The first camera which I bought for myself in 1974 was a 35mm SLR Soligor. Soligor is better known as a lens maker, but they had a brief foray into making cameras. I still have that camera. It works without batteries – can you imagine that! It actually does have a battery-powered exposure meter, but that battery went flat decades ago and I didn’t replace it. By then, I pretty well knew what settings to use under what conditions. And I usually got it right – no checking the image on the back of the camera in those days.
The big old wooden one at the top is a Thornton Pickard, English, circa 1905. It comes with a couple of extra lenses. I don’t know how to use it.
The one on the left is another English camera, a pop-top Ensign. The best dating I can find for it is circa WW2.
Next is a baby Brownie, age unknown.
Then the Soligor, mentioned above. On the right is an Olympus 35mm zoom camera.
I got this about 2001-2002, but I'm not sure how old it was before I got it. it was my first "automatic" camera. Motorised film winding - sheer luxury!
Next is my Nikon F55, a 35mm SLR. I got this some time after the Olympus film camera. This one came with a couple of lenses, and I just love the 300mm zoom!
Those lenses were the main reason I went for the Nikon D70 digital SLR, which I bought in 2004. I was a late starter in the digital camera game. It's the D70 which took these photos, so it doesn't appear.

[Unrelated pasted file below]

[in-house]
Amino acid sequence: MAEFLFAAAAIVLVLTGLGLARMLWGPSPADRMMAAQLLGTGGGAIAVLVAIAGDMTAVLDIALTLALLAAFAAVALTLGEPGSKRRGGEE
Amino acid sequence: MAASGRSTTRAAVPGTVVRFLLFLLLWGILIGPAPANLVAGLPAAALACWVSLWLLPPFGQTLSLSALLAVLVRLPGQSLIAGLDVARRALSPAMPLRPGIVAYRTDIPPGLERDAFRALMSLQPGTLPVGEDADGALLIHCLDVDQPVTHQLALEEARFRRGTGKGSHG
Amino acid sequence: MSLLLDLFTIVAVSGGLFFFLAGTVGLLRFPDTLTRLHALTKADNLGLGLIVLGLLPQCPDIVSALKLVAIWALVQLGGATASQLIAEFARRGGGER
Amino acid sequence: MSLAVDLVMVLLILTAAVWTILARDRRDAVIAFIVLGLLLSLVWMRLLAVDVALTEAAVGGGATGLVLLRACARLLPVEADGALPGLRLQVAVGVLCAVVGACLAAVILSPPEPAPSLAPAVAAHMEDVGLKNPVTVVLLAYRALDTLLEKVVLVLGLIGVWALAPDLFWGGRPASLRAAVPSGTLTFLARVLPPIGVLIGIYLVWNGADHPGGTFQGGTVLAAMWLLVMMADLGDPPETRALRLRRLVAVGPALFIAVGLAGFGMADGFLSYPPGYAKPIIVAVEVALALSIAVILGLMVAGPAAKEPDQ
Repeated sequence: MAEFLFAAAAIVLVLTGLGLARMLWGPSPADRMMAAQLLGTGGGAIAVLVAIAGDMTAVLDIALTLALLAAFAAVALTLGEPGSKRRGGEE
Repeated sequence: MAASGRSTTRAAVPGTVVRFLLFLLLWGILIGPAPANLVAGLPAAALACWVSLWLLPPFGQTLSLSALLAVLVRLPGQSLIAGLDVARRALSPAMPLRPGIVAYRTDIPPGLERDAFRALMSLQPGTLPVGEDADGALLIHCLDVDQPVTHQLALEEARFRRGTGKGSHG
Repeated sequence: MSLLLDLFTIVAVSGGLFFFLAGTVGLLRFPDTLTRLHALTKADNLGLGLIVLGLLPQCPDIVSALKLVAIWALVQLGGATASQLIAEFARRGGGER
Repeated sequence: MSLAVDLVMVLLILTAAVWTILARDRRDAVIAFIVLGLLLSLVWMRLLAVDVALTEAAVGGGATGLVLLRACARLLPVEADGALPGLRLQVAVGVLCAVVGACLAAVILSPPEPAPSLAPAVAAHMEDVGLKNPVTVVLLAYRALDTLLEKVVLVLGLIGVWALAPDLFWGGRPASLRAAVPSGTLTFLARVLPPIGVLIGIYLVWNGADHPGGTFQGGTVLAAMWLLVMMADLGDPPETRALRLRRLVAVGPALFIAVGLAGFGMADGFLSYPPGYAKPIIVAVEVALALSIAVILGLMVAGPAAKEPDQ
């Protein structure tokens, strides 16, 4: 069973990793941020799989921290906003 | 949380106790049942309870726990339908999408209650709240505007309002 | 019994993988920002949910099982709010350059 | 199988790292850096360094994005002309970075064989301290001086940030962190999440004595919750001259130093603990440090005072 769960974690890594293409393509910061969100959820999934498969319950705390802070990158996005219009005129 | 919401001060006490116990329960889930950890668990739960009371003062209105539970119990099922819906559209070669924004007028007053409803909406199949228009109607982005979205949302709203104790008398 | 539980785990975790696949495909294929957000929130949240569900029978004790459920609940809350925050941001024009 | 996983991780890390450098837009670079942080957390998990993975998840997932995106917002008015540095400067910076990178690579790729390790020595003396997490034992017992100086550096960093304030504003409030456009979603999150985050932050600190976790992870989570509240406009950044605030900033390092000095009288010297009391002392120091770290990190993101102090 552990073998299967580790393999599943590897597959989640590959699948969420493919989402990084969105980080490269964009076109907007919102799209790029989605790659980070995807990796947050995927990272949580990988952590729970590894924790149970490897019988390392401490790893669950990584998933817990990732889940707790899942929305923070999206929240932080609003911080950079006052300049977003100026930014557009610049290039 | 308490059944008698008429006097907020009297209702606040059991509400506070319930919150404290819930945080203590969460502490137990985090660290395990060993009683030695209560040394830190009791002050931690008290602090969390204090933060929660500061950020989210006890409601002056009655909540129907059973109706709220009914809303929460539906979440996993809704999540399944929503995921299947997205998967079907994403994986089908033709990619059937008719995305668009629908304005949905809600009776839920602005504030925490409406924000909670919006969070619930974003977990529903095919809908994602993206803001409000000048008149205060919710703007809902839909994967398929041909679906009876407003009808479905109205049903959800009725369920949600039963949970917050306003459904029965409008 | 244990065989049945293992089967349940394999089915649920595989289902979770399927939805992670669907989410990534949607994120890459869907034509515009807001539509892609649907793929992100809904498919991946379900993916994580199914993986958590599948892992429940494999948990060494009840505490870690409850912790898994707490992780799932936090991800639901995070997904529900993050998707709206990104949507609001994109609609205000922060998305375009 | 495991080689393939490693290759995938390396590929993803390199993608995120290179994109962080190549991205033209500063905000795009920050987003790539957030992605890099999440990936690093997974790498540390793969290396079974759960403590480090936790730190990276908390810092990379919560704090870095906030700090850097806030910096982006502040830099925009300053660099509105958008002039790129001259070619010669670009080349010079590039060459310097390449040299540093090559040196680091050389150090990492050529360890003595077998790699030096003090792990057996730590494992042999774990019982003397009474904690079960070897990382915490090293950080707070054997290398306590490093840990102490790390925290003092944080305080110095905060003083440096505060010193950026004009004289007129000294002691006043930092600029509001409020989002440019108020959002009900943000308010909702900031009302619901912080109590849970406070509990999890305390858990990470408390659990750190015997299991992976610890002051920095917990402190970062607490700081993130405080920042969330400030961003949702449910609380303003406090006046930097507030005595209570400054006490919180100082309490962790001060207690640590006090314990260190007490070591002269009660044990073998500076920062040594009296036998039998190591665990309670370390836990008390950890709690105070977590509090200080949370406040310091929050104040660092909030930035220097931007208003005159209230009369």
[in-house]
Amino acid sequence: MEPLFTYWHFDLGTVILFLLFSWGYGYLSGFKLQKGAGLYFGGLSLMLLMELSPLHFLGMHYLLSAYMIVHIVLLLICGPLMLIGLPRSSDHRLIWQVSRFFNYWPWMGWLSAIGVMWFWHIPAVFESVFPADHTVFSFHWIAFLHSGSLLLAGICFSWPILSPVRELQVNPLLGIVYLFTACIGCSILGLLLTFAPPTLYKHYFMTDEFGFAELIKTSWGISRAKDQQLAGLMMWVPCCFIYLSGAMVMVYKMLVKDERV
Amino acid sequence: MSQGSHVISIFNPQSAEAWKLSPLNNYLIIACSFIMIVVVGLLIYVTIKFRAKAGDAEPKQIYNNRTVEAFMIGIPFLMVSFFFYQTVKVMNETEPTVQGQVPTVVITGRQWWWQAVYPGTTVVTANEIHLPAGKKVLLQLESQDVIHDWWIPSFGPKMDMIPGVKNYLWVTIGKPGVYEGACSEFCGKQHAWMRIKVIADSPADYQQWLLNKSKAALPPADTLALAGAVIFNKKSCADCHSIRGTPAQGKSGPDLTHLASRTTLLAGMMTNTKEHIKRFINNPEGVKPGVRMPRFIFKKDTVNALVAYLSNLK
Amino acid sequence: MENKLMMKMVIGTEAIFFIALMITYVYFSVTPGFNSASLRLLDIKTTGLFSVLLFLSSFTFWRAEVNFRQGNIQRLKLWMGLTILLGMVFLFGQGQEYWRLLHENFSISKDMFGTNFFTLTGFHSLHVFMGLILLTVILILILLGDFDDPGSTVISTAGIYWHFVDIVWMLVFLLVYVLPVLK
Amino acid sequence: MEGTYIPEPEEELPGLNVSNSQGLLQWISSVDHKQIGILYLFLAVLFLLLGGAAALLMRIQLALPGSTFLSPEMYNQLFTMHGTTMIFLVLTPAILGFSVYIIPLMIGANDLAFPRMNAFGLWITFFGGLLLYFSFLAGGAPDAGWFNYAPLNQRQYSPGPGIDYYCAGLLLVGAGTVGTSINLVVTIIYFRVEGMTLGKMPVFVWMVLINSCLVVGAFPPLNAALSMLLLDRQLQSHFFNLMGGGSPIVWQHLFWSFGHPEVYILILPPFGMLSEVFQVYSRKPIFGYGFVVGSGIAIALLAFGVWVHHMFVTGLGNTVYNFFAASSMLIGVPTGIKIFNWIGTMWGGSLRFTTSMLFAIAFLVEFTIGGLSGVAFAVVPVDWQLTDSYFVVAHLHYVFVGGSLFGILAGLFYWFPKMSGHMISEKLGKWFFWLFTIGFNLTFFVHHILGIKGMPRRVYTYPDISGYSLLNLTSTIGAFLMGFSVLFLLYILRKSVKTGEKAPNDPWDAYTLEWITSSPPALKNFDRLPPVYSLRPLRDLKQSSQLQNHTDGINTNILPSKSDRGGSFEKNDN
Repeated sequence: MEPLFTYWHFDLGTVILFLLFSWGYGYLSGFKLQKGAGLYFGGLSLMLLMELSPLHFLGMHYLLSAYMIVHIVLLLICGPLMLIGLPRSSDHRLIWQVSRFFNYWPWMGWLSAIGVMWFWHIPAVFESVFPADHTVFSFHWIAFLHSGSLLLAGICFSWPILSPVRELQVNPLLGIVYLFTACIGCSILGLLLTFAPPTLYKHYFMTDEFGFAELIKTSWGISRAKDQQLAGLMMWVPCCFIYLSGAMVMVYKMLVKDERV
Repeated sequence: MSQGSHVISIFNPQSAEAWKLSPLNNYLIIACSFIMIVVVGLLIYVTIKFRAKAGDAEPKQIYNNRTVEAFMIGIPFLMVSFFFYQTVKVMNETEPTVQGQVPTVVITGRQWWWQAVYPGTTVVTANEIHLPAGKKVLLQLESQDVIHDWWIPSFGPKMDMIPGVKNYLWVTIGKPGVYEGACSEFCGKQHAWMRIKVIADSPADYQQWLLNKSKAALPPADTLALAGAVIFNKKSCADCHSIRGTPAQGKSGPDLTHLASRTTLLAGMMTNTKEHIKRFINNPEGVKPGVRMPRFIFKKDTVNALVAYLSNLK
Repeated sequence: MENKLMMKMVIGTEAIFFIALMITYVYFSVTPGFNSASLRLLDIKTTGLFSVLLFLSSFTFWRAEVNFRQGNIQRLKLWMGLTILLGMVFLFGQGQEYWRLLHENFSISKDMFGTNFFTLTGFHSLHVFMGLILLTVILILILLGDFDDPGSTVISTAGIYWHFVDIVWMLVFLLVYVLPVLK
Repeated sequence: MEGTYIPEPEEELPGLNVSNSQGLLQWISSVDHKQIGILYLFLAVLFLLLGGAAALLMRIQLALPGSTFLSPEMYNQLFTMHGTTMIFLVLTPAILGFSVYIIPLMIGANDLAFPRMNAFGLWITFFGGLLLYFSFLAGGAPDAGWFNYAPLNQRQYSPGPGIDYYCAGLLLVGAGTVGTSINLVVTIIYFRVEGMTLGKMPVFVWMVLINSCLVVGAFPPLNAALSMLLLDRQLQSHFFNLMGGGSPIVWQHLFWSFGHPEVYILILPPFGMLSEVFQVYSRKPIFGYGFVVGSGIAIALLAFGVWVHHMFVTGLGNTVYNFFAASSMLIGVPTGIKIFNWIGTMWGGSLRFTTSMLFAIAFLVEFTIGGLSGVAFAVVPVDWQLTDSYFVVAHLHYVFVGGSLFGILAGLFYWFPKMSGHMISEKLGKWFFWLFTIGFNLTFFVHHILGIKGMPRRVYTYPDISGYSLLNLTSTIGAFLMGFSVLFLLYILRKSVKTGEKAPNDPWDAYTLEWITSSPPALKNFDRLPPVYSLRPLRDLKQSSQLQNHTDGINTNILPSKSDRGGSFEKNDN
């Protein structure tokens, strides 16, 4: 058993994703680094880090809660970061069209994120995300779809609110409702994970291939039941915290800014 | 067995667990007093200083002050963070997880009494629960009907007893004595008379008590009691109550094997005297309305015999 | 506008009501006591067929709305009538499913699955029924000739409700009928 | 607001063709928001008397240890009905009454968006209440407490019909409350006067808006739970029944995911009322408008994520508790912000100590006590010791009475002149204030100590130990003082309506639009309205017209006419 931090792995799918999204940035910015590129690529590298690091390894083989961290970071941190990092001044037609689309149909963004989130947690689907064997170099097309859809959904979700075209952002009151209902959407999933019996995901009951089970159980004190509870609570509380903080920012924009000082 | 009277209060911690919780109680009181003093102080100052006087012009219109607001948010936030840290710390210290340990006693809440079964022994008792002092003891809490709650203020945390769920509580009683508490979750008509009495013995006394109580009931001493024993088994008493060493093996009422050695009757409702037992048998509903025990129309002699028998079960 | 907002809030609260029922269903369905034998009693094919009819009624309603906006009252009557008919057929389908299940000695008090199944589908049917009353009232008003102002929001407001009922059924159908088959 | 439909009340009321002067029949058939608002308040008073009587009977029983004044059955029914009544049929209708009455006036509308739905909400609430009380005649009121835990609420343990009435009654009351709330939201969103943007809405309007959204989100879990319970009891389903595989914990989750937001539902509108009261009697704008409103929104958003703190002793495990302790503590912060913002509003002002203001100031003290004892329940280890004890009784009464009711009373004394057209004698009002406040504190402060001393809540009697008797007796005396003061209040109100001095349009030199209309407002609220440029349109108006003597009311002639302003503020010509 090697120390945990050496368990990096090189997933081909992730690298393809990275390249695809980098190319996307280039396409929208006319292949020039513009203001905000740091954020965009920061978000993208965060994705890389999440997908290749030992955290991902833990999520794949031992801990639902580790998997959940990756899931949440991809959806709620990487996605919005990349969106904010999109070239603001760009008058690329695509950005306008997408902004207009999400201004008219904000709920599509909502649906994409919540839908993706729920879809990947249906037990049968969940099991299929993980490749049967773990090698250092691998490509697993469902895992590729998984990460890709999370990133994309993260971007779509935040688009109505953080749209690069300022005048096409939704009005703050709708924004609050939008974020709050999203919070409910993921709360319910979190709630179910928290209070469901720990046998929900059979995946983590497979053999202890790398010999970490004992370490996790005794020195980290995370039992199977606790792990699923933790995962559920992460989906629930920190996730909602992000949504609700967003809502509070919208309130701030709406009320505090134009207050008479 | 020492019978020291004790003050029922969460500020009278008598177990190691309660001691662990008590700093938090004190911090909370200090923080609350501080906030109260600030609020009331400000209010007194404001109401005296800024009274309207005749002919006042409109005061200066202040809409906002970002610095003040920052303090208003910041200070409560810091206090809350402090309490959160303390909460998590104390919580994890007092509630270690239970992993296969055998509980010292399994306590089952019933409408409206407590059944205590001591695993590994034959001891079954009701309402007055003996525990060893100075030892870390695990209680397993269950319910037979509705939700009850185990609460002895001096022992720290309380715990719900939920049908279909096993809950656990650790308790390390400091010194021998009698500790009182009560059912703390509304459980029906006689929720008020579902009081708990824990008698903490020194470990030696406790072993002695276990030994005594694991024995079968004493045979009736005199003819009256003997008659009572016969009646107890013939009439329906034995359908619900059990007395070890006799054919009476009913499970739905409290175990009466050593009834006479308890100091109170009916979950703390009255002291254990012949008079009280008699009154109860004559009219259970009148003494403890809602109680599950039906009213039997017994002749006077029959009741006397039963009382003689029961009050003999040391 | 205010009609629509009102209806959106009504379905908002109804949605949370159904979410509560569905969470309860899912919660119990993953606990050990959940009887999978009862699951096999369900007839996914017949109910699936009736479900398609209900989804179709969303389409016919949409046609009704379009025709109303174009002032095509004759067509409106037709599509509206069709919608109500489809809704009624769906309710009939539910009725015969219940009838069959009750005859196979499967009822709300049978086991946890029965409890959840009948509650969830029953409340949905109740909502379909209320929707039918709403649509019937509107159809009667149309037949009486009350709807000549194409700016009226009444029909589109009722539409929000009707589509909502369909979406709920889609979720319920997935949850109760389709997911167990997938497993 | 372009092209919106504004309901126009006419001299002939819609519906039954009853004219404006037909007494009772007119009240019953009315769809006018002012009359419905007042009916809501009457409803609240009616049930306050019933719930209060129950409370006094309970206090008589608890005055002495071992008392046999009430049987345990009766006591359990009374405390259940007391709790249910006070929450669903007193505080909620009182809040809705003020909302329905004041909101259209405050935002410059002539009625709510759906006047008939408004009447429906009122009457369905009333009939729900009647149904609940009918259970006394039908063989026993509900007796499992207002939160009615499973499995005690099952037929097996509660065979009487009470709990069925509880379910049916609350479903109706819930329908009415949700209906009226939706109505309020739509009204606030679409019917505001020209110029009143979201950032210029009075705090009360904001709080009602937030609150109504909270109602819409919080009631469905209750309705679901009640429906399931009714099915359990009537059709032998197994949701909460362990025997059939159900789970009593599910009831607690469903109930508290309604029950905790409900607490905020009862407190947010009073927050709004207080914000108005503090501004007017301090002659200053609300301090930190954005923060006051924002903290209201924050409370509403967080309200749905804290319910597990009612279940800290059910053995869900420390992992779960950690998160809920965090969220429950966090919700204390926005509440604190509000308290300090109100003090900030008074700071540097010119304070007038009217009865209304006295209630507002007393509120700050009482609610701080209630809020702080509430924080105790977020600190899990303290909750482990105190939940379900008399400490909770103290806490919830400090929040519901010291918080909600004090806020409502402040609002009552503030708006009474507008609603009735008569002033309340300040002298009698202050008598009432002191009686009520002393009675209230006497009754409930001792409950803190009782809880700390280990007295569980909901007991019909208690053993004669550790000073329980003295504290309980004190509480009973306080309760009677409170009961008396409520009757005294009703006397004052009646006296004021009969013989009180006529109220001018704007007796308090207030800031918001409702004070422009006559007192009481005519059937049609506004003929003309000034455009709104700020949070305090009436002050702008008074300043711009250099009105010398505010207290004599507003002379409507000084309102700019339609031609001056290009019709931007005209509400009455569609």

Then there's the JVC video camera. Although it's quite compact, it's definitely "old school" with a tape inside, not a hard drive. I haven't done much with it, as some parts of it don't seem to work well. Or it could be the operator, getting too old to learn all this new-fangled technology.
Last but not least, my baby digital Olympus with 10x optical zoom (love that zoom!).
This was a necessity when it became obvious that lugging around the big SLR digital was not always easy, or possible.
I use the D70 and the Olympus mostly, but I have been known to grab whichever camera is closest, including Mr M's Canon (formerly a Sony, till it got dropped once too often) and JJ's Canon. They use my cameras too, if it suits them. Especially with the big lens on, for getting up close and personal.
I've never been too techie about cameras and settings, all that f-stop stuff. I'm more about getting the look I want. I do remember enough to know what 'depth-of-field' is, and I like to play with that.
If I didn't already have a suite of lenses for the Nikon, and was buying a digital SLR from scratch, I'd probably get a Canon.
The urge to take photos comes and goes - it got a huge boost when I bought my digital SLR. I love photographing waves at the beach.